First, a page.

Lack of security clearance system causing trouble for high-tech firms in Ireland, agencies warn

Enterprise Ireland and IDA Ireland say lack of official procedure is hindering innovative companies internationally

The State agencies responsible for supporting domestic and international businesses in Ireland have warned the Government over the absence of a system for awarding security clearances.

Enterprise Ireland and IDA Ireland have maintained that the issue was causing difficulties for high-tech companies operating in the country.

Briefing documents prepared by officials in the Department of Enterprise, Trade and Employment for new Minister Peter Burke state: “Enterprise Ireland and IDA Ireland have raised their serious concerns that innovative and high-technology Irish companies have difficulty in competing for international procurement calls owing to the lack of any official procedure for obtaining security clearance, either in respect of personnel, facilities or cybersecurity.”

It is understood that discussions are under way between the Department of Enterprise, Trade and Employment, the Department of Justice and the office of the Attorney General on the issue.


IDA Ireland confirmed this was a matter it raised with the Department of Enterprise, Trade and Employment “and that we are working to support the department to determine a solution”.

Meanwhile, the briefing material also reveals that Ireland is likely to significantly exceed targets for reducing industrial emissions.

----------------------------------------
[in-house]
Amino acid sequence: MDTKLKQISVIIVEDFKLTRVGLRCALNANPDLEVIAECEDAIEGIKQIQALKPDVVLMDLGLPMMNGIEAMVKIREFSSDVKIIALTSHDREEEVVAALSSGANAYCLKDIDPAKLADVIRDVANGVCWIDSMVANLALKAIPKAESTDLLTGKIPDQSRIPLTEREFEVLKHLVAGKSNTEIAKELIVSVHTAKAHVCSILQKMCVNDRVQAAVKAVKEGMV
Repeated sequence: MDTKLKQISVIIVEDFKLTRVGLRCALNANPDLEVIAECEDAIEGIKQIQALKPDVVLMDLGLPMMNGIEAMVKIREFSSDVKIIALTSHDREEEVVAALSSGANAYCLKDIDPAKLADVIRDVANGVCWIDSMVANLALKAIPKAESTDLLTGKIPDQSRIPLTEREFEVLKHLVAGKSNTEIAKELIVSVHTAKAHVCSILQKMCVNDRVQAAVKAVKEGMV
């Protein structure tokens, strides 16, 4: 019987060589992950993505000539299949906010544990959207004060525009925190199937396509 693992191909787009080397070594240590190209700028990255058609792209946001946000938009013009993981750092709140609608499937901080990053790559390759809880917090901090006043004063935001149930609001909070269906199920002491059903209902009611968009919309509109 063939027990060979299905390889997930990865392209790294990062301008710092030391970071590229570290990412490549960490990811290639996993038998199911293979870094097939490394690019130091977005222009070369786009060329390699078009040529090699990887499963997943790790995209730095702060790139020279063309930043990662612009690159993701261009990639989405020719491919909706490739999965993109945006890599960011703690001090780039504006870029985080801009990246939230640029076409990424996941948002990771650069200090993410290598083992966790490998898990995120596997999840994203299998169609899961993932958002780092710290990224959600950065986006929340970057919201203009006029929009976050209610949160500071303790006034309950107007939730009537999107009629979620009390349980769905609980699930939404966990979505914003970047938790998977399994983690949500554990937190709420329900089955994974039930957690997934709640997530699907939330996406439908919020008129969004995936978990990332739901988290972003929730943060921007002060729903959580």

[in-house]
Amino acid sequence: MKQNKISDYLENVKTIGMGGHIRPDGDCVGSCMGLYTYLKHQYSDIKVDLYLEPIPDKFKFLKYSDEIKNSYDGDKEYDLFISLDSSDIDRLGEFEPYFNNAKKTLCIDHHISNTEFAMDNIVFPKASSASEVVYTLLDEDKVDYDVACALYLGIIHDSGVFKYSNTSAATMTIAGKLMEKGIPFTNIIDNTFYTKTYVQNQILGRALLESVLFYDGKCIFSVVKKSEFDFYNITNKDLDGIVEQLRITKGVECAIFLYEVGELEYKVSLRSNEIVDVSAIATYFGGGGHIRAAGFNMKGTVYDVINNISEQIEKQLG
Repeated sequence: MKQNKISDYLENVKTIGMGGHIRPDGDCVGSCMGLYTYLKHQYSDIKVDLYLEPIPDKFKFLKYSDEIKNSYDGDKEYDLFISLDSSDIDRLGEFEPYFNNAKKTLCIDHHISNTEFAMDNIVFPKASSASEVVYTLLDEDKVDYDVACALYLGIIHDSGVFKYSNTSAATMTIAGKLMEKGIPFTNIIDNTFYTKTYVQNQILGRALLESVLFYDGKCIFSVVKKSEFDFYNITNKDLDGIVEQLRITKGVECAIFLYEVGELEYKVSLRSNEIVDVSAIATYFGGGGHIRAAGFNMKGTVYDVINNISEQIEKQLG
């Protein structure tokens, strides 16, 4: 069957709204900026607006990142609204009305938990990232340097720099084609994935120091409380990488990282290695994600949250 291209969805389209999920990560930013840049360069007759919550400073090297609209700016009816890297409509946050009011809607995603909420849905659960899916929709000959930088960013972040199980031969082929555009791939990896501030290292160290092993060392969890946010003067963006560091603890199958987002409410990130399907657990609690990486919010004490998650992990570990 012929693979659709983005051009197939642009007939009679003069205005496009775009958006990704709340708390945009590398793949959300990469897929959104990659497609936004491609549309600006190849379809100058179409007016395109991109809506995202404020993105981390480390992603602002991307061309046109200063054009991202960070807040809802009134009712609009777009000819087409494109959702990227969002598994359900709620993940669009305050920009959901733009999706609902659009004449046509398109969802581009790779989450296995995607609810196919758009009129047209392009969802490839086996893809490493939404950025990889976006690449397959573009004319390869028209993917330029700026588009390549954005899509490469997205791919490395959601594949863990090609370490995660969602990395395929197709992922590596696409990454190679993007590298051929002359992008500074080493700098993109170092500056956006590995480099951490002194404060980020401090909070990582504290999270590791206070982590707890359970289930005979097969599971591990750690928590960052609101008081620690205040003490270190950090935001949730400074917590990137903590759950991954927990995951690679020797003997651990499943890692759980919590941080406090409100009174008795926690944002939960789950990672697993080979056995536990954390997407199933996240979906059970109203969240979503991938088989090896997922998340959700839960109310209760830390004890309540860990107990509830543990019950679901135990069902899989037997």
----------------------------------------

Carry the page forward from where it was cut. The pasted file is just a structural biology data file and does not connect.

“The target set out in the Government’s Climate Action Plan for industry is a 20 per cent reduction by 2025 and a 35 per cent reduction by 2030, on 2018 levels. In 2022, industrial emissions accounted for 9.7 per cent of Ireland’s total emissions. [A total of] 93 per cent of these emissions are accounted for in the client base of Enterprise Ireland and IDA Ireland and are highly concentrated in a group of manufacturing companies primarily in the cement, alumina, food and beverage, pharmaceutical and chemicals sectors. As it stands, the EPA [Environmental Protection Agency] is projecting that the industry sector will exceed its 2026-2030 sectoral ceiling by 39 per cent.”

The briefing documents state that Enterprise Ireland and IDA Ireland “have been actively working with the top emitters in their client portfolios – around 30 companies in total – to develop impactful decarbonisation plans”.

“These plans are primarily focused on decarbonising how these companies generate heat during the manufacturing process. These plans are at a mature stage however they will not happen in the near term without some State aid in addition to commercial capital investment, as they have payback periods far in excess of those normally required on commercial capital investment decisions, typically 3.5-five years in most sectors. This approach however will reap extremely positive rewards in terms of reducing carbon emissions.”

Martin Wall

Martin Wall

Martin Wall is the former Washington Correspondent of The Irish Times. He was previously industry correspondent